Behind the scenes with the Jackets TV crew
APR 18, 2013 11:16a ET
Ed Milliken, a Canadian who earned his stripes as a producer with “Hockey Night in Canada,” has been watching the Columbus Blue Jackets for six years through 20 screens with over eight voices in his head throughout an 82 game season—and this abbreviated one.
“I love hockey and played hockey,” said Milliken, explaining it was a seized opportunity starting as a bottom-feeder getting coffee and towels for hockey players at HNC that put him where he is today. “I got the love of the game and learned the television from the street level. And I love it and I love being in Columbus.”
As the producer of the CBJ’s live TV broadcast on Fox Sports Ohio, Milliken has watched this team struggle for years as he directed his 20+ member staff on where to point the camera lens, when to talk sponsors and which clip to replay during a break. To see the club continue its push for a second playoff berth after a commanding 3-2 OT win over the Anaheim Ducks Wednesday night is something he and his staff cherishes behind-the-scenes—it’s what broadcasting teams dream of.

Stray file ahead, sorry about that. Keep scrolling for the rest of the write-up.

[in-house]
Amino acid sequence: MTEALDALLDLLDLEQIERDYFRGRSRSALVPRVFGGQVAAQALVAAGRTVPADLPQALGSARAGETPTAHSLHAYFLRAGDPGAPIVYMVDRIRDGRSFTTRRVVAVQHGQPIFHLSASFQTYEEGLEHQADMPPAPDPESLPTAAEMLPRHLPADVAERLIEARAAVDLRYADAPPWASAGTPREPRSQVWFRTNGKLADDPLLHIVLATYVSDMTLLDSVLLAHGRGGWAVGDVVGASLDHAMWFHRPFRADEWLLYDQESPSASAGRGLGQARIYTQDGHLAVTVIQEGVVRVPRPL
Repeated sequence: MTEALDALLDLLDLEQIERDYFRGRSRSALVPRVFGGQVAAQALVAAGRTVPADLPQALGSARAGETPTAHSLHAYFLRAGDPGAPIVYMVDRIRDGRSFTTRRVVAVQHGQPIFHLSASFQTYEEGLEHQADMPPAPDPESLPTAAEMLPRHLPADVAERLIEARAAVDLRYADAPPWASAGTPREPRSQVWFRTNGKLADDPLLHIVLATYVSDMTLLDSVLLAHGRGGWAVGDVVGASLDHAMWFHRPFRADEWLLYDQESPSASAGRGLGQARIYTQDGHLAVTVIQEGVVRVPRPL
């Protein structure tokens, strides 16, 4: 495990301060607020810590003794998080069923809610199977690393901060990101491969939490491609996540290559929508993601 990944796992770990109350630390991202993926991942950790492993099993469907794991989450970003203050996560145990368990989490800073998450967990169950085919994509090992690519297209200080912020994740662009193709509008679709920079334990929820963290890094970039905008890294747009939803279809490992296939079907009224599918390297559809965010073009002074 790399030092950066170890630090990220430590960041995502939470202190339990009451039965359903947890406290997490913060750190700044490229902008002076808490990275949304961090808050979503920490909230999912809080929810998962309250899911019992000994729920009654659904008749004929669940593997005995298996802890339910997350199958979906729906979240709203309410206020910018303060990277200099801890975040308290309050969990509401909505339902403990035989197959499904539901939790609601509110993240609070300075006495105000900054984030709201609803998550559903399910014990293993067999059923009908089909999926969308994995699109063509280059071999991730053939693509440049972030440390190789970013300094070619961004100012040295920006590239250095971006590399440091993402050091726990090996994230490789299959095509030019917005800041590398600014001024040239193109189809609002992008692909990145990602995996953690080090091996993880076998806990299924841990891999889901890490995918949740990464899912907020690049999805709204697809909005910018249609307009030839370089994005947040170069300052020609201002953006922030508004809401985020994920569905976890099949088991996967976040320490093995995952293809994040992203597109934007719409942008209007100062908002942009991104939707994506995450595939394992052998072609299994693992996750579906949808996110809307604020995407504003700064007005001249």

“The passion for the game gets connected with the passion of the team doing well and connecting with the viewers,” said Milliken, who played hockey as a teenager with a score of fellows who went on to careers in the NHL, like Brian Stapleton of the Washington Capitals. “We go into every game hoping they’re going to win, but what we really want is that it’s entertaining. This is sports on television. We want it to be compelling viewing so people have a reason to stay and watch.”
Certainly the Blue Jackets game action has provided enough drama for all the international viewers that have tuned in. From Columbus to Sweden to Canada—the club’s underdog story on the ice is writing itself for viewers everywhere.
“With the center ice packages, people watch us all over,” said Milliken. “When we broadcast now, everybody sees us.”
To meet the needs of such a broad audience, said Milliken, takes a big team and a lot of time. Behind-the-scenes of a simple 30-minute Blue Jackets Live pre- or post-game show—or the 3-hour live broadcast—is a talented group of 20+ producers, audio folks, graphics specialists, cameramen and on-air personalities weaving together a story line that depicts the depth of the human heart and spirit out of a matrix of stats and numbers.